Stanford University

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The pandemic is not a natural disaster

The coronavirus isn't just a public-health crisis. It's an ecological one. The article cites Stanford professor Marshall Burke's estimates of lives saved by the reduction in pollution from the shutdown of factories in Wuhan, China.

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Animal viruses are jumping to humans. Forest loss makes it easier.

“We see the animals as infecting us, but the picture that’s coming from the study and other studies is we really go to the animals,” says Stanford's Eric Lambin.

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Pollution made COVID-19 worse. Now lockdowns are clearing the air.

“Lives we lose absent a pandemic are also really important, and are lives we shouldn’t lose,” says Stanford Earth's Marshall Burke.

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These charts show how coronavirus has 'quieted' the world

As people stopped commuting and traveling, the Earth’s surface vibrated less – and seismologists tracked the change. Stanford Earth's Nate Lindsey and Siyuan Yuan comment.

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‘We can’t go back to normal’: How will coronavirus change the world?

Stanford Earth's Marshall Burke estimates that the reduction in PM2.5 pollution from the coronavirus lockdown in China has saved tens of thousands of lives. How long will these reductions last?   

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Opinion: What the coronavirus means for climate change

The coronavirus pandemic has not only quickly changed the livelihoods of millions of people around the globe, but also the environment. The reduction in emissions from COVID-19 countermeasures has saved tens of thousands of lives in China alone, according to Marshall Burke. 

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Air pollution falls as coronavirus slows travel, but it forms a new threat

Experts say that the conronavirus could hurt climate change action in the long run. Companies that are currently hurting financially will be likely to delay or cancel climate-friendly projects, says Stanford's Rob Jackson.  

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Coronavirus shutdowns are lowering greenhouse gas emissions; history shows they’ll roar back

Greenhouse emissions are lower than before, but experts say it won't last. "We need sustained declines. Not an anomalous year below average,” says Rob Jackson.

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The side effects of social distancing

Stanford Earth professor Marshall Burke explains what we can learn from the pollution drop during China's COVID-19 lockdown. 

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As climate heats up, planners urged to look beyond history to judge risks

For decades, engineers and planners have not been properly integrating the dynamic effects of climate change in their risk simulations, says Stanford Earth's Noah Diffenbaugh.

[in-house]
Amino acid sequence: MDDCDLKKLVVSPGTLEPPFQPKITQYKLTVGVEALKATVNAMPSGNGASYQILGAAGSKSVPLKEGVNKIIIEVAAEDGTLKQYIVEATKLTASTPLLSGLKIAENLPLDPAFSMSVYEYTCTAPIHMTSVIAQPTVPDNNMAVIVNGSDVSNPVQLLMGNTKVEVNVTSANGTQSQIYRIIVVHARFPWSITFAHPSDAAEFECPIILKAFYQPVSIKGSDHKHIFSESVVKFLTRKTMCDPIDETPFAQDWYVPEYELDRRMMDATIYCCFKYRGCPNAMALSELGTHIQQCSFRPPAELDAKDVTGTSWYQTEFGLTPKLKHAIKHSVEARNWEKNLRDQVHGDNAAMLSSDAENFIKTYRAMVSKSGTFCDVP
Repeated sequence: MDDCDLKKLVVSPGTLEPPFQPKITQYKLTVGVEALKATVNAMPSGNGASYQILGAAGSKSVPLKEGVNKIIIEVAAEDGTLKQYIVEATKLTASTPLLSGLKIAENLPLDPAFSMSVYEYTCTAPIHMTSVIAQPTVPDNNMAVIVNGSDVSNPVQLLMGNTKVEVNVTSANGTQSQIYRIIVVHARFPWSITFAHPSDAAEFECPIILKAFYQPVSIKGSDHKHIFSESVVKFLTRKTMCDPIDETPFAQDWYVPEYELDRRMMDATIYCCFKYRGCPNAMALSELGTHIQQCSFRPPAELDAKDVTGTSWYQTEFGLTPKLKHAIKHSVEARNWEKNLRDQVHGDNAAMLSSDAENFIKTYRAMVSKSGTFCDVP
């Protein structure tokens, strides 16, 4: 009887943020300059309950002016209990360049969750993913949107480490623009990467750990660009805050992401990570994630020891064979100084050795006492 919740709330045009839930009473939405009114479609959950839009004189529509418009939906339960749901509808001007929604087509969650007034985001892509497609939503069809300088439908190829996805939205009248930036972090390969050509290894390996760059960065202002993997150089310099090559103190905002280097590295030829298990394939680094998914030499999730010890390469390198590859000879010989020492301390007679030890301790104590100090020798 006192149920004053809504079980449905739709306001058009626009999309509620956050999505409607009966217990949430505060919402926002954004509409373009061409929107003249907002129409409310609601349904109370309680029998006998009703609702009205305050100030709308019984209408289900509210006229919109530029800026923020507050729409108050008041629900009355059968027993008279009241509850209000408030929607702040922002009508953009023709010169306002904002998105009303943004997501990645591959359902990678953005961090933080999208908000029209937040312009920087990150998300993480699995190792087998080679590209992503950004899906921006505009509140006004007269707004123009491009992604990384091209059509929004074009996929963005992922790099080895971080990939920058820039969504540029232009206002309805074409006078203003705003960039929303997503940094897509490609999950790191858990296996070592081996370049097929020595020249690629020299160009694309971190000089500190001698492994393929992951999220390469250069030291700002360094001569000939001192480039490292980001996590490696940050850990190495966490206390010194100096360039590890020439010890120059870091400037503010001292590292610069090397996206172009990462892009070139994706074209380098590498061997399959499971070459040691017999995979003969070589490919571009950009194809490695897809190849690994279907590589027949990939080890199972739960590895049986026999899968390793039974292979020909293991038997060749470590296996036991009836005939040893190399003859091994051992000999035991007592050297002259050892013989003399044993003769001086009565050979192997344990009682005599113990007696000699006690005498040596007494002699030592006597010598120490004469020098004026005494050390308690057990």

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China's coronavirus lockdown curbs deadly pollution, likely saving the lives of tens of thousands, says researcher

China's COVID-19 countermeasures have slashed toxic air pollution. Between 50,000 and 75,000 lives have been saved due to the decreasing air pollution in China, according to Marshall Burke.

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Could the coronavirus actually be saving lives in some parts of the world because of reduced pollution?

"The reductions in air pollution in China caused by this economic disruption likely saved 20 times more lives in China than have currently been lost due to infection with the virus in that country," Marshall Burke said. 

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Air pollution likely to increase coronavirus death rate, warn experts

Stanford Earth's Marshall Burke says a preliminary estimate of premature deaths avoided due to cleaner air in China offers "a useful reminder of the often-hidden health consequences of the status quo.”

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Coronavirus lockdown likely saved 77,000 lives in China by reducing pollution

 “The lives saved due to the pollution reductions are roughly 20x the number of lives that have been directly lost to the virus," says Stanford Earth professor Marshall Burke.

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Coronavirus could weaken climate change action and hit clean energy investment

"If the global economy crashes, emissions will drop short term as we produce fewer goods, but climate action will slow. Employment trumps environment in politics," says Stanford Earth's Rob Jackson.

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Emissions are down thanks to coronavirus, but that's bad

Stanford Earth professor Marshall Burke's calculation of how the coronavirus affects air quality is cited in the context of a discussion of the "political, financial and economic storm" facing climate change advocates.

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